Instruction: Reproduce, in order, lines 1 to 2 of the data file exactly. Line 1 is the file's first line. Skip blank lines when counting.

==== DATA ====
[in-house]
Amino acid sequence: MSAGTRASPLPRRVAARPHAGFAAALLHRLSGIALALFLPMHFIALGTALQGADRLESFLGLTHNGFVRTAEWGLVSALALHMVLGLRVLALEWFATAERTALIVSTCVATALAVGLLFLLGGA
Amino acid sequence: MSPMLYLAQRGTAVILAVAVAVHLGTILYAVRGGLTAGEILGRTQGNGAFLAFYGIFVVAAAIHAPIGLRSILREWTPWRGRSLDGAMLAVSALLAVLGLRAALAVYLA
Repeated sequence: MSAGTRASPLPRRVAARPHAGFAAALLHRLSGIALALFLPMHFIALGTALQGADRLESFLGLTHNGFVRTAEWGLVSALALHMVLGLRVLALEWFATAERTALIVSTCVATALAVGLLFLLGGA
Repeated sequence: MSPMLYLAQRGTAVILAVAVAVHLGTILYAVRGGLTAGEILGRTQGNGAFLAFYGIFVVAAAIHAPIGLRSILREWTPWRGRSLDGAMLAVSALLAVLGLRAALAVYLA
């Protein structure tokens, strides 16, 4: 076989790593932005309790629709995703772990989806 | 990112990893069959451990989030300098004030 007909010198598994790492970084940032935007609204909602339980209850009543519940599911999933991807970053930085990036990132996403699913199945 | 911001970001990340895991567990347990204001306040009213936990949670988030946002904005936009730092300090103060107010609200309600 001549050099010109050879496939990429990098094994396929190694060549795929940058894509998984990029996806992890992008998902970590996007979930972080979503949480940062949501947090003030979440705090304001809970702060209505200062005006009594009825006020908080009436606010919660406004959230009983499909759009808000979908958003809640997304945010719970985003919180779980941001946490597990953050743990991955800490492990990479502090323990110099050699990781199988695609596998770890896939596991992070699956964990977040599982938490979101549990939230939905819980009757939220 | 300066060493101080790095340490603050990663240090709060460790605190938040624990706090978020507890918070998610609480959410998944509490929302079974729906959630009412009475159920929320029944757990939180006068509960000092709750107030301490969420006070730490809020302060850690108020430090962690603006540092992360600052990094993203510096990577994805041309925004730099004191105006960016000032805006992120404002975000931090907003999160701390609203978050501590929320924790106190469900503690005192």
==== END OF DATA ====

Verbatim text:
[in-house]
Amino acid sequence: MSAGTRASPLPRRVAARPHAGFAAALLHRLSGIALALFLPMHFIALGTALQGADRLESFLGLTHNGFVRTAEWGLVSALALHMVLGLRVLALEWFATAERTALIVSTCVATALAVGLLFLLGGA